Thursday, January 16, 2014

These Boots Were Made for ... Something

I made a comment recently about having my Woman Card revoked because I have no particular love for shoes. Yeah, yeah, gender stereotyping and all that. Sorry, I was raised in a girls and boys are different generation and some of that stuff is ingrained. I know some guys who live for shoes and some other women who wouldn't bother with shoes if it weren't a societal/weather requirement... but if men can joke about having their Man Card revoked, then by equal rights standards, I can run the risk of losing my Woman Card.

Yeah. Let's go with that.

Anyway... shoes.

There was a time, many years ago, when I had close to a dozen pair... most of them shoes I wore only a couple of times a year. After awhile, I realized I didn't enjoy trying on and buying the things so settled on a few dress pair, sneakers, loafers and sandals. I'm comforted in this lack of typical girl thing by the knowledge Krys and Rachel are pretty much the same about shoes. (We won't go into Becka's unhealthy fascination with plaid canvas) It's enough to know I'm not alone.

It's simply never made sense... the idea of wearing shoes that are uncomfortable from the start for the sake of fashion. (In South Carolina, I can get away with wearing sandals 8-10 months of the year if I want and usually do) If my feet are pinched, everything is off balance. If I'm tottering around on 4 inch heels to look taller than my stumpy 5' 2" height, I run the risk of looking like an elephant on skates or worse, completely falling on my butt in public. Also, there are these enormous lumps on my legs (some people call them muscles) left over from my years as a gymnast and Badass Mommy. I've been teased for them and even asked if they were tumors, so wearing shoes that enhance those muscles seems like an invitation for practicing self-control in the face of people who need to be throttled. Practice may make perfection but we've never been in a position that posting bail wouldn't be a hardship. Simply avoiding the problem seemed easier.

I gave up entirely on anything more than a 1" heel a few years ago when I tore my right calf muscle during praise and worship at church. I'd been getting into the music, dancing and jumping around... then took an actual step and *pop*, the muscle sheared from the bone with what I can only describe as a feeling of being electrocuted.

Weeks of an air-cast, crutches and later, a cane, cured me of caring about feeling taller. A women's health article about how extreme high heels can cause the calf muscles to shorten, creating potential for injury only strengthened my resolve. ( I KNEW IT)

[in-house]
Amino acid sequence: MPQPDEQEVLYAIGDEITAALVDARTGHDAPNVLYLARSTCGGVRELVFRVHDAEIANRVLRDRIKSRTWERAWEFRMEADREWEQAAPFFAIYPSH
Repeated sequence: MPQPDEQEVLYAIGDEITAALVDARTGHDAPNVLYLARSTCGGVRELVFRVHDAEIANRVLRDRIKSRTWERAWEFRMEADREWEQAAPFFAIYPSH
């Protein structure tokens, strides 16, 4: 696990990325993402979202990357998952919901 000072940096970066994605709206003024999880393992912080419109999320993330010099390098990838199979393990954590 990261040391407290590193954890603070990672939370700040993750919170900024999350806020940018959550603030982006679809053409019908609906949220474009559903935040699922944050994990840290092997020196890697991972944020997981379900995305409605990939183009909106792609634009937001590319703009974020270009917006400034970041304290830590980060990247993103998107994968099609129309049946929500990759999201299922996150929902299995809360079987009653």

So here I am, a woman in a society which seems to have taken on the challenge of convincing women it's in the best interest of their self-esteem to wear shoes forcing them to walk tiptoe, and I couldn't give two shits about shoes.

I couldn't name a designer if my life depended on it. Okay, that's not entirely true. I know sketchers, Nike, Reebok, Birkenstock... and... um... Vitton? That last one is probably spelled wrong because I've only ever heard it mentioned on TV, where the shoes a woman is wearing comes up even in the grittiest of crime dramas. (Careful not to get blood on your Vera Wangs there, Detective) With the exception of my Sketchers sandals (and I promise you, they are anything but dainty shoes) I couldn't tell you who made any of my shoes.

The only reason I bring this up is because something slightly unsettling has happened.

Several years ago, I found an incredible pair of vintage leather boots at the local Goodwill. They fit beautifully, they were comfortable despite a bit of a heel. They had hooks and eyes and they reminded me of the granny boots I wore in the 80's when Charlie and I got married. That first pair of granny boots were so old-fashioned looking, when I met Charlie's parents the first time, Daddy took him aside to ask if I was in orthopedic shoes.

I wore these new-old boots constantly. They were spared only from yard work (Second hand sneakers and no name croc-offs were good enough for that) and were my go to pair. I could even wear them with most of my church clothes. Gradually, the few other pair I had collected dust.